Penalty cannot be less than the prescribed minimum

T. N. Pandey | Updated on February 26, 2011

The Finance Act, 1994 (Act) levying service tax provides for sanctions for non-compliance also. Section 76 of the Act relates to penalty for failure to pay service tax imposed and provides for levy of penalty at Rs 200 for every day of default or equal to 2 per cent of such tax a month whichever is higher not exceeding the amount of tax due. Similarly, penalties are imposable in respect of defaults mentioned in Sections 77 to 79 also. Section 80 stipulates that despite Sections 76 to 79, no penalty may be imposable on a taxpayer if the taxpayer proves that there was reasonable cause for failure.

The Gujarat High Court in the case of Commissioner of Central Excise & Customs v. Port Officer (2011) 238 CTR (Guj.) 95 has said that considering that there is discretion in Section 80 not to impose the penalty at all, lenient view cannot be taken in implementing Section 76 to levy the penalty below the minimum prescribed. The argument was that the authority imposing the penalty u/s 76 has discretion insofar as the quantum of penalty is concerned. When read with Section 80 of the Act, the said discretion empowers the authority to reduce the penalty to an amount below the limit stipulated in s. 76 of the said Act because once there is a discretion to delete the entire penalty, such discretion can also extend to reducing the penalty partially, if the facts so warrant.

The Commissioner (A) deleted the penalty and the matter was taken to Tribunal- CESTAT - by the Excise Department. The Tribunal decided the issue saying that penalty can be reduced below the minimum prescribed in view of Section 80 of the Act. The issue was then taken to the High Court (HC) contending that the penalty cannot be reduced below the minimum prescribed.

The HC has observed that a plain reading of Section 76 of the Act indicates that a person who is liable to pay service-tax and who has failed to pay such tax is under an obligation to pay, in addition to the tax so payable and interest on such tax, a penalty for such failure. The quantum of penalty has been specified in the provision by laying down the minimum and the maximum limits, with a further rider for the maximum limit. So far as Section 76 of the Act is concerned, it is not possible to read any further discretion than the discretion provided by the legislature in regard to minimum and the maximum limits. The discretion vested in the authority is to levy minimum penalty as laid down in the section.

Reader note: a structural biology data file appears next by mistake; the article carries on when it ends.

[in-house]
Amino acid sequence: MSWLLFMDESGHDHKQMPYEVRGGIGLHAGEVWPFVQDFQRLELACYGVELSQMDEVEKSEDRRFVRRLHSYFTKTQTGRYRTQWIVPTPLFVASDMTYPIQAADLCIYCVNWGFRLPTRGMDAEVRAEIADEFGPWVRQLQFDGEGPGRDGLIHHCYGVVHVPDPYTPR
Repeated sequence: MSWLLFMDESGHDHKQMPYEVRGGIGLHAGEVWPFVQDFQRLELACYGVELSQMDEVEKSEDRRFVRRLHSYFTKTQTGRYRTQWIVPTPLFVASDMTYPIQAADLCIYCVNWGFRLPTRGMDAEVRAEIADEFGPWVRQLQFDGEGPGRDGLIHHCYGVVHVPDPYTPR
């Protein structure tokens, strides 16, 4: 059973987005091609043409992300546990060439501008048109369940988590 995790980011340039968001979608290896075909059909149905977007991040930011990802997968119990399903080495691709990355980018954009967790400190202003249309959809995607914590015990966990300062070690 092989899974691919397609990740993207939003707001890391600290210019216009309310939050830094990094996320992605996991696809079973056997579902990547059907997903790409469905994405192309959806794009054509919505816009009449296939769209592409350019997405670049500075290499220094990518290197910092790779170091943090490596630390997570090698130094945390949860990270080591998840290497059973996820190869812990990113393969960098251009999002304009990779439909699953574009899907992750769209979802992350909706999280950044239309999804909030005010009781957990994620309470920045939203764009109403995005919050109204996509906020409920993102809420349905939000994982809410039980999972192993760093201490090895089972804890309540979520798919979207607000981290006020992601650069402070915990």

From this discretion, it is not possible to read a further discretion being vested in the authority so as to entitle the authority to levy a penalty below the stipulated limit. The moment one reads such further discretion in the provision it would amount to re-writing the provision which is not permissible. It is not as if the provision is couched in a manner so as to lead to absurdity if it is read in a plain manner. Nor is it possible to state that the provision does not further the object of the statute or violates the legislative intent when read as it stands. Hence no discretion to reduce the penalty below the minimum prescribed is available.

Section 80 overrides provisions of Sections 76, 77, 78 and 79 of the Act and provides that no penalty shall be imposable if the assessee proves that there was reasonable cause for failure stipulated by any of the said provisions. Whether a reasonable cause exists or not is primarily a question of fact. Once reasonable cause is established, the authority has the discretion to hold that no penalty is imposable. The provision does not say that even upon establishment of reasonable cause, a reduced quantum of penalty is imposable.

The court lamented about the way CESTAT has passed the order. It observed that when one goes through the impugned order of Tribunal, it becomes clear that the Tribunal has failed to even consider the provisions of Sections 76 and 80 of the Act before passing the impugned order. The statement by the Tribunal that benefit of Section 80 of the Act has been appropriately extended to the assessee indicates total non-application of mind on the part of the Tribunal. How and in what manner reasonable cause is shown to exist by the assessee in the facts of the case has not even been recorded. .

The Tribunal's order was quashed.

(The author is a former chairman of CBDT.)

Published on February 26, 2011

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